The world is suffering from a pandemic. SARS-CoV-2, better known as the coronavirus, is killing people all over the world and damaging the economy. One major topic (among many) is how to keep workers safe during the pandemic. Hence, I would like to provide my thoughts on this topic.
Please note, this is not a guideline to solve all your virus-related manufacturing problems. The current situation is causing headaches for most manufacturing companies, and these headaches are hard to avoid. Second, I am an engineer and not a virologist. Hence, all virus-related information is only to the best of my knowledge. But, come to think of it, so is my engineering knowledge too. Use this information at your own risk. The recommendations here are based on the common recommendations to avoid infection, with a view on how they can be applied on the shop floor. This is the first out of two posts on worker safety during the pandemic, followed by a post of the influence of corona on logistics.
First, do the obvious and do not let people in the plant if they don’t have to be there. Visitor groups and tours should be canceled to reduce the risk for your workforce. You may also consider special attention to high-risk workers (i.e., those over sixty years of age and those with diabetes, lung or heart problems or similar risk factors – if you know about them).
Avoiding infections at work is usually easier for office workers. Most times they can work from home, staying in touch through the phone, email, and the now-common video meetings. Sometimes, however, the office worker needs to work from the office. For example, if the worker handles sensitive data that must not leave the company premises. Or if, because of an outdated legal system, they still need to sign documents by hand (this is the reason most Japanese salarymen still have to go to work almost every day). But even in these cases, you usually can easily increase the distance between the employees.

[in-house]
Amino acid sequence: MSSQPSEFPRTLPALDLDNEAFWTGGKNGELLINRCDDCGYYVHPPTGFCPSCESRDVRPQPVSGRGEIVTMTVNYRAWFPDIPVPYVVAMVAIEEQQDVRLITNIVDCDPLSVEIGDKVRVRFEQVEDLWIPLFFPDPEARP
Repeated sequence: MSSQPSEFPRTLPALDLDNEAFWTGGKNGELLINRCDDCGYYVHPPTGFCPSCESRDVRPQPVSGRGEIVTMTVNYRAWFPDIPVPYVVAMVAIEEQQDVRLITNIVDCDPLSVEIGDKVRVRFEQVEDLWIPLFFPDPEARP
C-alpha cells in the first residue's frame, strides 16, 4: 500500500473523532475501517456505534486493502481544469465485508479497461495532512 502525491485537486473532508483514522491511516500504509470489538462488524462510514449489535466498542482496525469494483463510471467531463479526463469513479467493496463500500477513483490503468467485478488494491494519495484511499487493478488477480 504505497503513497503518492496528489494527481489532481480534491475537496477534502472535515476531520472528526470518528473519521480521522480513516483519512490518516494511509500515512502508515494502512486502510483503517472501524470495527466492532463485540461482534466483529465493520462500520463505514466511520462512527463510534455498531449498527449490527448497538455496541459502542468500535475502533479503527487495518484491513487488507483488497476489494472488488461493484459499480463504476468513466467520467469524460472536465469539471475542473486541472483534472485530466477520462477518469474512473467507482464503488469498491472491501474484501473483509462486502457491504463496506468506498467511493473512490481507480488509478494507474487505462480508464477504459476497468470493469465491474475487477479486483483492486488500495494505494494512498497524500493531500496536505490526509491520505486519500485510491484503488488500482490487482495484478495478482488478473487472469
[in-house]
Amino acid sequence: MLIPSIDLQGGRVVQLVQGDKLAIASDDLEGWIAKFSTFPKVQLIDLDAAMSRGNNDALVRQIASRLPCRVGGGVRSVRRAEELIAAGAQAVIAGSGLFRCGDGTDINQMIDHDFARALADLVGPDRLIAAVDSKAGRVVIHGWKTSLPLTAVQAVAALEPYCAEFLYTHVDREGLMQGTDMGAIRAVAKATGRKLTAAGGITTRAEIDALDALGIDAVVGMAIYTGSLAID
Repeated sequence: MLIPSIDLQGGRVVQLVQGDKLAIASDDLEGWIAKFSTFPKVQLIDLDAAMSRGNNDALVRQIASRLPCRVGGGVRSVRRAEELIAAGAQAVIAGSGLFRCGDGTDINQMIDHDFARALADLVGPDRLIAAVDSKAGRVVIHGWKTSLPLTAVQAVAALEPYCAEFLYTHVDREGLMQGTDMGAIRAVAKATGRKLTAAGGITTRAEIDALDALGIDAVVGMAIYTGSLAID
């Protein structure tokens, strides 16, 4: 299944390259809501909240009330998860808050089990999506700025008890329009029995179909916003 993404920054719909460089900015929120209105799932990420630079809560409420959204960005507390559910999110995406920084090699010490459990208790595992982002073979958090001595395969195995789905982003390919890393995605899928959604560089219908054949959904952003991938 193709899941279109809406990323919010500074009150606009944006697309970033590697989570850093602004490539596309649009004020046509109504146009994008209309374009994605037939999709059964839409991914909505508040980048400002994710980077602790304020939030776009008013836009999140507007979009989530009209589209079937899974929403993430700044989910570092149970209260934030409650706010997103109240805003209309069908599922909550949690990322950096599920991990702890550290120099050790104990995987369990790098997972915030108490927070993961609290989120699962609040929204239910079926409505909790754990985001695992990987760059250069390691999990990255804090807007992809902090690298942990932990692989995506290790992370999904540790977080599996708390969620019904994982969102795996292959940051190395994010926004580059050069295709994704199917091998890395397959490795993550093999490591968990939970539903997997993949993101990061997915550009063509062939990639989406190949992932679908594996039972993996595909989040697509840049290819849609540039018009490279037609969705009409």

Manufacturing workers rarely have these options. They have to be where the machines are, and the machines are often difficult to move. Hence, manufacturing workers are often still working closely together, increasing the risk of infection. Regarding this risk, there is no guaranteed safety. The measures below only reduce the risk, but they cannot eliminate it entirely. A combination of multiple, or ideally all, measures are better than doing just one.
One way of reducing the risk of infection is testing. There are different types of test. An antibody test checks if you have had the virus in the past. More interesting, however, is an antigen test or molecular test, which checks if you have the virus now. However, these tests are currently still in somewhat limited supply, expensive, and may take a few days to analyze. Even then, there is still a small error rate, and the test may fail to detect an infection (false negative) or claim an infection where there is none (false positive). Testing research may give us cheaper and more reliable tests in the future. Yet, at the moment, these are the best tests we have.
An alternative is measuring temperatures. This can be done quickly and cheaply, but the reliability is not good at all. There will be plenty of false positives and false negatives with a quick temperature check. Besides, the virus can be spread before there are any symptoms. Still, some companies do the temperature check, as it may reduce the risk slightly, or at least makes it look like they are doing something.
Many countries have paid sick leave, and workers are not penalized if they are sick. If your country does not have this (and yes, I am looking at you, USA!), workers may go to work even if they have symptoms because they need the money to survive. In effect, by not having paid sick leave you penalize your workers for protecting others by staying home.